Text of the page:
The Last Shadow Puppets: Carling Academy

by Calum Fraser

Some people in life have a tendency to make you extremely jealous. Alex Turner is one of those gents. Not merely content in fronting one all conquering band, The Last Shadow Puppets brought their 60’s influenced pop to the packed Carling Academy on Wednesday evening. Not bad for a ‘side project’.

Turner, also of the Arctic Monkeys, shares frontman duties with Miles Kane, who counts being in The Rascals as his nine to five. The Last Shadow Puppets are a different breed entirely though, which is reflected in the audience, which could have easily have been populated with fans of their respective previous incarnations, however there is not an Arctic Monkeys tshirt in site.

There is no doubt that Turner’s previous success has propelled the Puppet’s profile, after all, this is a band that has only really existed for seven or so months. But the first surprise of the night is just how tight the group are, even with the 16 piece orchestra they have with them on tour.

There is a certain amount of indulgence in the whole concept, in the style and the presentation (I can’t imagine The Rascals being allowed to take an orchestra on tour), but there is so much pleasure to be taken from those indulgences that it is completely forgiven.

It is clear that both men are enjoying themselves throughout. Turner barely stops smiling and has much more interaction with the fans than he does in under his Monkeys moniker.

They open with ‘In My Room’ and race forward into ‘The Age of Understatement’ which sounds suitably grand. You get the very distinct feeling that the songs would sound very hollow without the soundscape of strings and horns.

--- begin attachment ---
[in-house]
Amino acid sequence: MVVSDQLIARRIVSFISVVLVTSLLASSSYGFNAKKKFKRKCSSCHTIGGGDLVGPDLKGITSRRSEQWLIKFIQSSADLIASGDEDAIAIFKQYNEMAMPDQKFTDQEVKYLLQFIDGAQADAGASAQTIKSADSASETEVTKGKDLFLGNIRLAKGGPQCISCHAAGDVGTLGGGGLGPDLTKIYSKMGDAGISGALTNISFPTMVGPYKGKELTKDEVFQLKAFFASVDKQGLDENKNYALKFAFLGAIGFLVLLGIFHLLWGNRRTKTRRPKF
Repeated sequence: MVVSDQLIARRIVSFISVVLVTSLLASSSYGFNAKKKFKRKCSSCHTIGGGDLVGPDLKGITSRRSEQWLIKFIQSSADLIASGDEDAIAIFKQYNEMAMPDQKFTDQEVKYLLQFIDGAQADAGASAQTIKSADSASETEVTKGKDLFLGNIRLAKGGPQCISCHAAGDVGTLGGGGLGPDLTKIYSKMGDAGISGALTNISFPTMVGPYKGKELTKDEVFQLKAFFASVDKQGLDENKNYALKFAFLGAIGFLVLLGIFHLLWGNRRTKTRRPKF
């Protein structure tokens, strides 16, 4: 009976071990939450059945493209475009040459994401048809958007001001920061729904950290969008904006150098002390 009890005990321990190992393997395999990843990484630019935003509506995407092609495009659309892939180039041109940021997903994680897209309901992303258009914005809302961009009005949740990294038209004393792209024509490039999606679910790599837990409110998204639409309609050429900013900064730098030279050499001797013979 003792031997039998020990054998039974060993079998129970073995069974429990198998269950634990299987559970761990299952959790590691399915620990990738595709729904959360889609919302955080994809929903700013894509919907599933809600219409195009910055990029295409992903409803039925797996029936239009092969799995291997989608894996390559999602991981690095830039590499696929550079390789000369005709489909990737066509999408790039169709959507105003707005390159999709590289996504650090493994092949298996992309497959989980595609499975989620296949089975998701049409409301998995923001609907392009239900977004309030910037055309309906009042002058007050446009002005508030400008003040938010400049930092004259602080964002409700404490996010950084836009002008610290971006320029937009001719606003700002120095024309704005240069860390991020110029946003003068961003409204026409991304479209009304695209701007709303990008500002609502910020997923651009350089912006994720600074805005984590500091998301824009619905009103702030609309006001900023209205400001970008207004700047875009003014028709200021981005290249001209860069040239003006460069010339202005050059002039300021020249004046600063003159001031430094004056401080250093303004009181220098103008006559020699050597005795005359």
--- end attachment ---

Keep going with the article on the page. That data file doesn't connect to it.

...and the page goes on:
The second surprise of the night is in just how good Kane’s voice is. Stronger than Turner’s, he is pitch perfect start to finish.

‘Calm Like You’ finds a whole new gear from the album version and is one of the best songs on the night. Unfortunately the pace begins to slow as the Puppet’s reveal a lack of extensive back catalogue. We get B-sides ‘Gas Dance’ and ‘Hang the Cyst’, neither of which would be in the set if their debut album had stretched to more than 30 odd minutes.

They further pad out the material with four covers, each carefully chosen by a band with a clear passion for the music they are influenced by. The Beatles ‘She’s So Heavy’ is unexpected and fantastic, Turner sheepishly asking afterwards if they ‘pulled it off’,  as is ‘In The Heat of The Morning’ originally recorded by Bowie.  Leonard Cohen’s ‘Memories’ and the Nancy Sinatra/Lee Hazlewood duet ‘Paris Summer’ are more for the purists.

These are minor complains though, more greed than anything else, at their best The Shadow Puppets are better than just about anything else out there. They close with ‘Standing Next to Me’ which epitomises just how good they can be. With a second album planned for 2009, they could blow even the Arctics out the water.